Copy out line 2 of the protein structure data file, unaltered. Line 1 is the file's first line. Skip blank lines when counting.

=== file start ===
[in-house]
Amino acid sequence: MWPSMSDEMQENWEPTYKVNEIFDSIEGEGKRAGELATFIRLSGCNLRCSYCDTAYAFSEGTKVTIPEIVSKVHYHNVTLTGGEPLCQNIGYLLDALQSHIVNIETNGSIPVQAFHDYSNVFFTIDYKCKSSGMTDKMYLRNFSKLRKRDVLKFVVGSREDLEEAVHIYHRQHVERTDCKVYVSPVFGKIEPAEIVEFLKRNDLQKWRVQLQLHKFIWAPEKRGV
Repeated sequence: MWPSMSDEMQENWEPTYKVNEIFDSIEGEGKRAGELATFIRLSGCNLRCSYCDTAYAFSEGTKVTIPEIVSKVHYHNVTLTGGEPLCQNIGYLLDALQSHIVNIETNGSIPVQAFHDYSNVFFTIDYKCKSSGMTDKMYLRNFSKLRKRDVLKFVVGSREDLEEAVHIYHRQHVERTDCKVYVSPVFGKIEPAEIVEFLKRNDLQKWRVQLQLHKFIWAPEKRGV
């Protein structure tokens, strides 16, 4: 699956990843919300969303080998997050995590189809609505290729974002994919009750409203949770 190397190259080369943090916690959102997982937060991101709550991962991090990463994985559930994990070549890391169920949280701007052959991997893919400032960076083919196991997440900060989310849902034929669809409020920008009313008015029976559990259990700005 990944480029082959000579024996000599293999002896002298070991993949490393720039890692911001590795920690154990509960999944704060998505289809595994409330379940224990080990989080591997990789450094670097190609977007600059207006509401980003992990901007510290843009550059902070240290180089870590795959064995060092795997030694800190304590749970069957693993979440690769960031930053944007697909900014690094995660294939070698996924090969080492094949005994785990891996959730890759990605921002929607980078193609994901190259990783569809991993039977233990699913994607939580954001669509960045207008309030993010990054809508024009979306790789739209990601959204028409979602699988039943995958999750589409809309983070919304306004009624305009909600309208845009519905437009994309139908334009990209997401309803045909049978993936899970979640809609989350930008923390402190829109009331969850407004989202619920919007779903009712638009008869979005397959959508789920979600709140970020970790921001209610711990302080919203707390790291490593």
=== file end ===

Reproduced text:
Amino acid sequence: MWPSMSDEMQENWEPTYKVNEIFDSIEGEGKRAGELATFIRLSGCNLRCSYCDTAYAFSEGTKVTIPEIVSKVHYHNVTLTGGEPLCQNIGYLLDALQSHIVNIETNGSIPVQAFHDYSNVFFTIDYKCKSSGMTDKMYLRNFSKLRKRDVLKFVVGSREDLEEAVHIYHRQHVERTDCKVYVSPVFGKIEPAEIVEFLKRNDLQKWRVQLQLHKFIWAPEKRGV